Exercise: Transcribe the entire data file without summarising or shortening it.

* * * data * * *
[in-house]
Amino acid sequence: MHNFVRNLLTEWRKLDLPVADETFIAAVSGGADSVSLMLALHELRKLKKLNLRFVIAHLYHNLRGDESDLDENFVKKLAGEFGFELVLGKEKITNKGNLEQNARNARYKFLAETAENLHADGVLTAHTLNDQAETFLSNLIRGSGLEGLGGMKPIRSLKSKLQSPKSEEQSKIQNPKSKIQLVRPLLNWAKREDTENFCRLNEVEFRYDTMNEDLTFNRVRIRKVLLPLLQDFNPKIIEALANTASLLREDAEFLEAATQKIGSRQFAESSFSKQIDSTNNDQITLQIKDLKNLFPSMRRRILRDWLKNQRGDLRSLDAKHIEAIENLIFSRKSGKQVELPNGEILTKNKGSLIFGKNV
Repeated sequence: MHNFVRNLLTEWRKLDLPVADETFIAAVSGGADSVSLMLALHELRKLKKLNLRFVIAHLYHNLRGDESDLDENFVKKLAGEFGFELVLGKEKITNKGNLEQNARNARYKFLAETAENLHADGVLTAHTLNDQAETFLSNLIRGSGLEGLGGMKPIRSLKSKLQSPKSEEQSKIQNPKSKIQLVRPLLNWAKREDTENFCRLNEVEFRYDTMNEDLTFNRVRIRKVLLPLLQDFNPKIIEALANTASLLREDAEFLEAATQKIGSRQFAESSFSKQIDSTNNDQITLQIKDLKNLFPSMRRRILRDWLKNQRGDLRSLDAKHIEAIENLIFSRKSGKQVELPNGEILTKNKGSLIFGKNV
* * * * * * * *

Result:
[in-house]
Amino acid sequence: MHNFVRNLLTEWRKLDLPVADETFIAAVSGGADSVSLMLALHELRKLKKLNLRFVIAHLYHNLRGDESDLDENFVKKLAGEFGFELVLGKEKITNKGNLEQNARNARYKFLAETAENLHADGVLTAHTLNDQAETFLSNLIRGSGLEGLGGMKPIRSLKSKLQSPKSEEQSKIQNPKSKIQLVRPLLNWAKREDTENFCRLNEVEFRYDTMNEDLTFNRVRIRKVLLPLLQDFNPKIIEALANTASLLREDAEFLEAATQKIGSRQFAESSFSKQIDSTNNDQITLQIKDLKNLFPSMRRRILRDWLKNQRGDLRSLDAKHIEAIENLIFSRKSGKQVELPNGEILTKNKGSLIFGKNV
Repeated sequence: MHNFVRNLLTEWRKLDLPVADETFIAAVSGGADSVSLMLALHELRKLKKLNLRFVIAHLYHNLRGDESDLDENFVKKLAGEFGFELVLGKEKITNKGNLEQNARNARYKFLAETAENLHADGVLTAHTLNDQAETFLSNLIRGSGLEGLGGMKPIRSLKSKLQSPKSEEQSKIQNPKSKIQLVRPLLNWAKREDTENFCRLNEVEFRYDTMNEDLTFNRVRIRKVLLPLLQDFNPKIIEALANTASLLREDAEFLEAATQKIGSRQFAESSFSKQIDSTNNDQITLQIKDLKNLFPSMRRRILRDWLKNQRGDLRSLDAKHIEAIENLIFSRKSGKQVELPNGEILTKNKGSLIFGKNV